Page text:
Contributing guidelines

Very important notice about Javalib

Scala Native contains a re-implementation of part of the JDK.

Although the GPL and Scala License are compatible and the GPL and Scala CLA are compatible, EPFL wish to distribute scala native under a permissive license.

When you sign the Scala CLA you are confirming that your contributions are your own creation. This is especially important, as it denies you the ability to copy any source code, e.g. Android, OpenJDK, Apache Harmony, GNU Classpath or Scala.js. To be clear, you are personally liable if you provide false information regarding the authorship of your contribution.

However, we are prepared to accept contributions that include code copied from Scala.js or Apache Harmony project on a case-by-case basis. In such cases, you must fulfil your obligations and include the relevant copyright / license information.

Coding style

Scala Native is formatted via ./bin/scalafmt and ./bin/clangfmt. Make sure that all of your contributions are properly formatted before suggesting any changes.

General workflow

This the general workflow for contributing to Scala Native.

  1. Make sure you have signed the Scala CLA. If not, sign it.
  2. You should always perform your work in its own Git branch. The branch should be given a descriptive name that explains its intent.
  3. When the feature or fix is completed you should open a Pull Request on GitHub.
  4. The Pull Request should be reviewed by other maintainers (as many as feasible/practical), among which at least one core developer. Independent contributors can also participate in the review process, and are encouraged to do so.
  5. After the review, you should resolve issues brought up by the reviewers as needed (amending or adding commits to address reviewers’ comments), iterating until the reviewers give their thumbs up, the “LGTM” (acronym for “Looks Good To Me”).
  6. Once the code has passed review the Pull Request can be merged into the distribution.

Git workflow

Scala Native repositories maintain a linear merge-free history on the master branch. All of the incoming pull requests are merged using squash and merge policy (i.e. one merged pull request corresponds to one squashed commit to the master branch.)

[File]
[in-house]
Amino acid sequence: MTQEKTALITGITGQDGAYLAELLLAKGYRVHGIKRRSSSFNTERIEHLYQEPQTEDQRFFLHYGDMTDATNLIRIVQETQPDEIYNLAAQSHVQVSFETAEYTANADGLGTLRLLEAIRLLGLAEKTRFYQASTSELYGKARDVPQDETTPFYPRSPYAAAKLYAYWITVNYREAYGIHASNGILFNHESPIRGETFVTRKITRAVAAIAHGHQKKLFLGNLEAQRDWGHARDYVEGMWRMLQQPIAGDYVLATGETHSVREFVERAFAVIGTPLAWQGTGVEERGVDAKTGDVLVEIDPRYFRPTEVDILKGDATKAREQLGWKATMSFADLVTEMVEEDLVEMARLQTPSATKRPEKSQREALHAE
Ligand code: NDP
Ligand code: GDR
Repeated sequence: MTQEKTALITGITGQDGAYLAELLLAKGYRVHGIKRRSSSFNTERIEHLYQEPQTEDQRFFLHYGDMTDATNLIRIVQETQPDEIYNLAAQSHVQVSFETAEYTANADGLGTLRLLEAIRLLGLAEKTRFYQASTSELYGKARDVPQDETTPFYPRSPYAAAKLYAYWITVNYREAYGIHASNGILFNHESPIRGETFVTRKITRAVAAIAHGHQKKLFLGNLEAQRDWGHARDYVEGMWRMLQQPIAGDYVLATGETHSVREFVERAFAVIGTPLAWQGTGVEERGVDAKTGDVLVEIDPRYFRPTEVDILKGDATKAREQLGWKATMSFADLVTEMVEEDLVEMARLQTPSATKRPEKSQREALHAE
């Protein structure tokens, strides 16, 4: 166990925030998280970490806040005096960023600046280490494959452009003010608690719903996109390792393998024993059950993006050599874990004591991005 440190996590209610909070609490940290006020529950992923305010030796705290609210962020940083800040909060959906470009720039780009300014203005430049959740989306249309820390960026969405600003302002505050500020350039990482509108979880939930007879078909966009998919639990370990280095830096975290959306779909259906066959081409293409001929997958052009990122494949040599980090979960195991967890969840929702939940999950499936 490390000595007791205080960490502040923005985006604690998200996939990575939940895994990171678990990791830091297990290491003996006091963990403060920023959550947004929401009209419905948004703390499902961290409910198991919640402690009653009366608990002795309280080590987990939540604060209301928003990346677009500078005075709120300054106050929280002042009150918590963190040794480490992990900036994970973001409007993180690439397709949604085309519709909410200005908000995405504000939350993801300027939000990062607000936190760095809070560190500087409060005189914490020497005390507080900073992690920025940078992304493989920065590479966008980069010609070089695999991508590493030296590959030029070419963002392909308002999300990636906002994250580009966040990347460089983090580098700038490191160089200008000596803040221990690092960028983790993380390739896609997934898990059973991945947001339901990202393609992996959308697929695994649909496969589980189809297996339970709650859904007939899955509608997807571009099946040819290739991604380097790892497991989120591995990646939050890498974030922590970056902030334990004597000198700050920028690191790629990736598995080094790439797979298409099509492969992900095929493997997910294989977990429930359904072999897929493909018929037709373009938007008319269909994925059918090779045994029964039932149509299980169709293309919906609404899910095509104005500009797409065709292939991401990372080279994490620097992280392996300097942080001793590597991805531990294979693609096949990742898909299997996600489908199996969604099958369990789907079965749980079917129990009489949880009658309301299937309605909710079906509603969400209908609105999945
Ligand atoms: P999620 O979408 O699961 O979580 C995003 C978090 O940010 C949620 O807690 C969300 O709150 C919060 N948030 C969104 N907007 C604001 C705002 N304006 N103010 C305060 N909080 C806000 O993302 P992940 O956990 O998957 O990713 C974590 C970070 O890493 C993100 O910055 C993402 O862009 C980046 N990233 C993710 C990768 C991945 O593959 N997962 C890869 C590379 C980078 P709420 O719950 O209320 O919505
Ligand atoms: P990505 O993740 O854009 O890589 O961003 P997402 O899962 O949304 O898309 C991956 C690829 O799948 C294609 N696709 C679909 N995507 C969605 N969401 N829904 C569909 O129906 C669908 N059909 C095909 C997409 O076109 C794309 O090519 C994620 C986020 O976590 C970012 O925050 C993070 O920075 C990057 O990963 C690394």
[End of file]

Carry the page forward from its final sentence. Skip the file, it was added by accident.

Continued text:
You do not need to squash commits manually. It’s typical to add new commits to the PR branch to accommodate changes that were suggested by the reviewers. Squashing things manually and/or rewriting history on the PR branch is all-right as long as it’s clear that concerns raised by reviewers have been addressed.

Maintaining a long-standing work-in-progress (WIP) branch requires one to rebase on top of latest master using git rebase --onto from time to time. It’s strongly recommended not to perform any merges on your branches that you are planning to use as a PR branch.

Pull Request Requirements

In order for a Pull Request to be considered, it has to meet these requirements:

  1. Live up to the current code standard:
    • Be formatted with ./bin/scalafmt and ./bin/clangfmt.
    • Not violate DRY.
    • Boy Scout Rule should be applied.
  2. Be accompanied by appropriate tests.
  3. Be issued from a branch other than master (PRs coming from master will not be accepted.)

If not all of these requirements are met then the code should not be merged into the distribution, and need not even be reviewed.


All code contributed to the user-facing standard library (the nativelib/ directory) should come accompanied with documentation. Pull requests containing undocumented code will not be accepted.

Code contributed to the internals (nscplugin, tools, etc.) should come accompanied by internal documentation if the code is not self-explanatory, e.g., important design decisions that other maintainers should know about.

Creating Commits And Writing Commit Messages

Follow these guidelines when creating public commits and writing commit messages.

Prepare meaningful commits

If your work spans multiple local commits (for example; if you do safe point commits while working in a feature branch or work in a branch for long time doing merges/rebases etc.) then please do not commit it all but rewrite the history by squashing the commits into one commit per useful unit of change, each accompanied by a detailed commit message. For more info, see the article: Git Workflow. Additionally, every commit should be able to be used in isolation–that is, each commit must build and pass all tests.

First line of the commit message

The first line should be a descriptive sentence about what the commit is doing, written using the imperative style, e.g., “Change this.”, and should not exceed 70 characters. It should be possible to fully understand what the commit does by just reading this single line. It is not ok to only list the ticket number, type “minor fix” or similar. If the commit has a corresponding ticket, include a reference to the ticket number, with the format “Fix #xxx: Change that.”, as the first line. Sometimes, there is no better message than “Fix #xxx: Fix that issue.”, which is redundant. In that case, and assuming that it aptly and concisely summarizes the commit in a single line, the commit message should be “Fix #xxx: Title of the ticket.”.

Body of the commit message

If the commit is a small fix, the first line can be enough. Otherwise, following the single line description should be a blank line followed by details of the commit, in the form of free text, or bulleted list.